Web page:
Ocasio Giuliani’s opinion was sent after the Globe sent a questionnaire to all 35 candidates running for City Council. The candidates were asked to say whether they supported or opposed two proposed mixed-use projects at Riverside and in Upper Falls.
Nineteen of the 33 respondents declined to give their opinions or offered no position on the proposed developments. Ten others offered partial answers, which included opinions on specific aspects of the projects.
Four candidates — all challengers — directly said whether they supported or opposed the projects.
Justin Silverman, the executive director of the New England First Amendment Coalition, said elected officials have an obligation to keep people informed about what is happening in local communities.
As election day approaches, “we also rely on these officials to provide their perspective and political positions to help us make informed decisions as voters,” he said. “Any policy that detracts from these fundamental obligations should probably be reconsidered.”
McKenna, of the Pioneer Institute, said Ocasio Giuliani’s reasoning is sound, and city councilors must respect the special permit process and not appear biased during deliberations. But it’s not necessary that Newton’s top elected board — the City Council — take on this role.
“It would make a great deal of sense to have that function in a non-elective board,” he said. “If it were a separate board, it would not be an issue of candidates not answering questions.”
Laredo, who has served on the board since 2012, said it is critically important that decisions over land use remain with the City Council — an elected board accountable to the voters — rather than an appointed body.
“These developments have a significant impact on the city... I hope that people elect candidates because they think those [individuals] will work hard and exercise their best possible judgment for the benefit of the city,” Laredo said.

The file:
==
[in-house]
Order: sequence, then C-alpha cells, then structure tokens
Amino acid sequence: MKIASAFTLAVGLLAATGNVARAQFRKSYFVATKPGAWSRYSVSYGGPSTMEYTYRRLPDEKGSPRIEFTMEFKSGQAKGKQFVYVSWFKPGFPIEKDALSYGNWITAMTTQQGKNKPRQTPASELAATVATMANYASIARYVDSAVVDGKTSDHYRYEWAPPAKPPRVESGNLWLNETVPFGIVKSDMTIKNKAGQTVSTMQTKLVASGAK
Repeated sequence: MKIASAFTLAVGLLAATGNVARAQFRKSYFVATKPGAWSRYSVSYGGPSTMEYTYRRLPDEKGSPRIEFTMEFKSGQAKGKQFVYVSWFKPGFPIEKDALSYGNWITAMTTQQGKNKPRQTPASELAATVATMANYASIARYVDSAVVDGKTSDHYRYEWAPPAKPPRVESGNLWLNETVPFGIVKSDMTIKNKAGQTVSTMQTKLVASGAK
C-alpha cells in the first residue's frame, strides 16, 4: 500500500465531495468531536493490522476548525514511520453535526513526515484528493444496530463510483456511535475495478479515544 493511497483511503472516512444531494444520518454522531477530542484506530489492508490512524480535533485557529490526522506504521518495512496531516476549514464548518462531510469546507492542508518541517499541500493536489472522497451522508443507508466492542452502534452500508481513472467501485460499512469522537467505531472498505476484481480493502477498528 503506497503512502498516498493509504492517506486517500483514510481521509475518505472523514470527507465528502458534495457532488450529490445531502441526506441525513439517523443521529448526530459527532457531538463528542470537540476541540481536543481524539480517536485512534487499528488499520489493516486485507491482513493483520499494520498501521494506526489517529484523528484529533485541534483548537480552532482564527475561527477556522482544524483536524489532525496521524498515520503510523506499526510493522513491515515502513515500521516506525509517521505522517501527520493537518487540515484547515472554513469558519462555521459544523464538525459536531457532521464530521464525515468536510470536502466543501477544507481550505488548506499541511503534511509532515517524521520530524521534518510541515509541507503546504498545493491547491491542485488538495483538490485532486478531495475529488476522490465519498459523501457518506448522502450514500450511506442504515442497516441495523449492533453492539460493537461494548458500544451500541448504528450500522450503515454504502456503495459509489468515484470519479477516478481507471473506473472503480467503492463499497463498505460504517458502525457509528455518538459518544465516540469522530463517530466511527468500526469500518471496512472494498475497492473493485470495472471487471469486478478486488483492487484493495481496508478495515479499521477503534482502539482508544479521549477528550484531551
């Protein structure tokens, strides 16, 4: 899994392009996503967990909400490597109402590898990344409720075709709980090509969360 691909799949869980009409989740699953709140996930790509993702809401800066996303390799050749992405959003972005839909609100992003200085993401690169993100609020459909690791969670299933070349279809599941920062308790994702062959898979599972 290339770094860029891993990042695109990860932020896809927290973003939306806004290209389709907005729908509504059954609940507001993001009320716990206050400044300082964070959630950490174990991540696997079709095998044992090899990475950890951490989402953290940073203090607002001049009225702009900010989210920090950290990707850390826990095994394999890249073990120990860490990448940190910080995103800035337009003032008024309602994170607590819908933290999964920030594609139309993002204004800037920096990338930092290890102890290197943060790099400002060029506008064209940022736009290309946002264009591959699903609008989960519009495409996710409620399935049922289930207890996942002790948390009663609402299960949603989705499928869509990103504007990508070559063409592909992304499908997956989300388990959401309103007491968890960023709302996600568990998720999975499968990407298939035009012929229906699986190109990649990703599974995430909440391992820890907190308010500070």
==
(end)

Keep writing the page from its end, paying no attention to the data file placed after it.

Livable Newton, which advocates for sustainable development and affordable housing, provides information collected from candidates to voters, said Nancy Zollers, a member of the group. Engine 6, which is part of Livable Newton, issues endorsements based on the results of Livable Newton’s survey.
It’s not a simple “yay” or “nay” on projects that voters are looking for, Zollers said, but an overall picture of how each councilor approaches issues in Newton.
“I think any controversy about councilors not being able to say how they will vote on any specific development pales in relation to the councilors’ positioning on housing in general,” Zollers said.
Peter Bruce, president of the Newtonville Area Council, said he supports the City Council’s role in the special permit process. But he believes elected officials should be more forthcoming with their opinions on projects.
Newton’s voters face other challenges in gathering information, he said, including limited local media coverage and city development proposals that lack sufficient detail. Councilors should be more transparent so voters are better informed before Election Day.
“The lack of news, the tendency [of] these visioning efforts to get bigger and vaguer, and this quasi-judicial mode makes it hard for voters to get a grasp on what our elected officials are going to do, and hold them accountable,” Bruce said.